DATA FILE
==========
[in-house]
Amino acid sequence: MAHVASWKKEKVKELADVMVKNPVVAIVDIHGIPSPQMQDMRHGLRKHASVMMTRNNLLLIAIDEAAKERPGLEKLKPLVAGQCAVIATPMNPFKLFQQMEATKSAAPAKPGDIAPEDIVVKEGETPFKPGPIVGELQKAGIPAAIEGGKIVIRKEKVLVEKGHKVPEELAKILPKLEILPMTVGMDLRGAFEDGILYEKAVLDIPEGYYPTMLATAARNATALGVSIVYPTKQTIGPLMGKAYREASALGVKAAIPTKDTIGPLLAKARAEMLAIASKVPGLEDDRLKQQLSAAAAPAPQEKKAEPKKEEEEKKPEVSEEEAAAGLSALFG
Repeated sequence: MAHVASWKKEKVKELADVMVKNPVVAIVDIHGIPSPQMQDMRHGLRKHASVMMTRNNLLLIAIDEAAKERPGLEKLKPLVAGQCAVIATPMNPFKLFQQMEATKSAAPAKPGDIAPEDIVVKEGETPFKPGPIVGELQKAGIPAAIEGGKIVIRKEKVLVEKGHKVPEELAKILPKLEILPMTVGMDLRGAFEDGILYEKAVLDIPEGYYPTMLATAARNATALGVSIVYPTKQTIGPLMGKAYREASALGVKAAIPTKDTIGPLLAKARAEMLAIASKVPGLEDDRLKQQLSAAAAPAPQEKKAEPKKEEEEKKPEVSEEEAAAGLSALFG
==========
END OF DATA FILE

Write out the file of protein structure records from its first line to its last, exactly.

[in-house]
Amino acid sequence: MAHVASWKKEKVKELADVMVKNPVVAIVDIHGIPSPQMQDMRHGLRKHASVMMTRNNLLLIAIDEAAKERPGLEKLKPLVAGQCAVIATPMNPFKLFQQMEATKSAAPAKPGDIAPEDIVVKEGETPFKPGPIVGELQKAGIPAAIEGGKIVIRKEKVLVEKGHKVPEELAKILPKLEILPMTVGMDLRGAFEDGILYEKAVLDIPEGYYPTMLATAARNATALGVSIVYPTKQTIGPLMGKAYREASALGVKAAIPTKDTIGPLLAKARAEMLAIASKVPGLEDDRLKQQLSAAAAPAPQEKKAEPKKEEEEKKPEVSEEEAAAGLSALFG
Repeated sequence: MAHVASWKKEKVKELADVMVKNPVVAIVDIHGIPSPQMQDMRHGLRKHASVMMTRNNLLLIAIDEAAKERPGLEKLKPLVAGQCAVIATPMNPFKLFQQMEATKSAAPAKPGDIAPEDIVVKEGETPFKPGPIVGELQKAGIPAAIEGGKIVIRKEKVLVEKGHKVPEELAKILPKLEILPMTVGMDLRGAFEDGILYEKAVLDIPEGYYPTMLATAARNATALGVSIVYPTKQTIGPLMGKAYREASALGVKAAIPTKDTIGPLLAKARAEMLAIASKVPGLEDDRLKQQLSAAAAPAPQEKKAEPKKEEEEKKPEVSEEEAAAGLSALFG